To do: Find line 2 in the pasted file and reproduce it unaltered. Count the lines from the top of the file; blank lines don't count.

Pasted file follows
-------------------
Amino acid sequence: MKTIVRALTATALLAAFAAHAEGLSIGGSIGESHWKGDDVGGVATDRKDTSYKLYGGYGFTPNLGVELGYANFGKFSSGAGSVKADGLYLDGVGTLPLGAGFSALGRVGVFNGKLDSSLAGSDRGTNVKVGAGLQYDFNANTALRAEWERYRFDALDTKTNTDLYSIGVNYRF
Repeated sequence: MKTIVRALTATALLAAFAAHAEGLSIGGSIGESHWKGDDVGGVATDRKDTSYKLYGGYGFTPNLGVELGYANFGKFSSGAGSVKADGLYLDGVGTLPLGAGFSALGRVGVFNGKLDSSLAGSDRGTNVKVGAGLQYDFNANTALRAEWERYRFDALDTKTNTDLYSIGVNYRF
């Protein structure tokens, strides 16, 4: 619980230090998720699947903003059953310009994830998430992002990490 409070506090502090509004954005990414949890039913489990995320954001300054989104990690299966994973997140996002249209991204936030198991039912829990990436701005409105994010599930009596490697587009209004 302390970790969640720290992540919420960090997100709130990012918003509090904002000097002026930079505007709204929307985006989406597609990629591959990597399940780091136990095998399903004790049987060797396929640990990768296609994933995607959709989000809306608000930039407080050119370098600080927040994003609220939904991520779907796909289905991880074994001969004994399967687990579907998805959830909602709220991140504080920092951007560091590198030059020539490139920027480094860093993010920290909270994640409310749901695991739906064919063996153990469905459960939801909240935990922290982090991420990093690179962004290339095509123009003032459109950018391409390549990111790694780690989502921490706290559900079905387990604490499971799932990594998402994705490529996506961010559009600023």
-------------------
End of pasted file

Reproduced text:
Repeated sequence: MKTIVRALTATALLAAFAAHAEGLSIGGSIGESHWKGDDVGGVATDRKDTSYKLYGGYGFTPNLGVELGYANFGKFSSGAGSVKADGLYLDGVGTLPLGAGFSALGRVGVFNGKLDSSLAGSDRGTNVKVGAGLQYDFNANTALRAEWERYRFDALDTKTNTDLYSIGVNYRF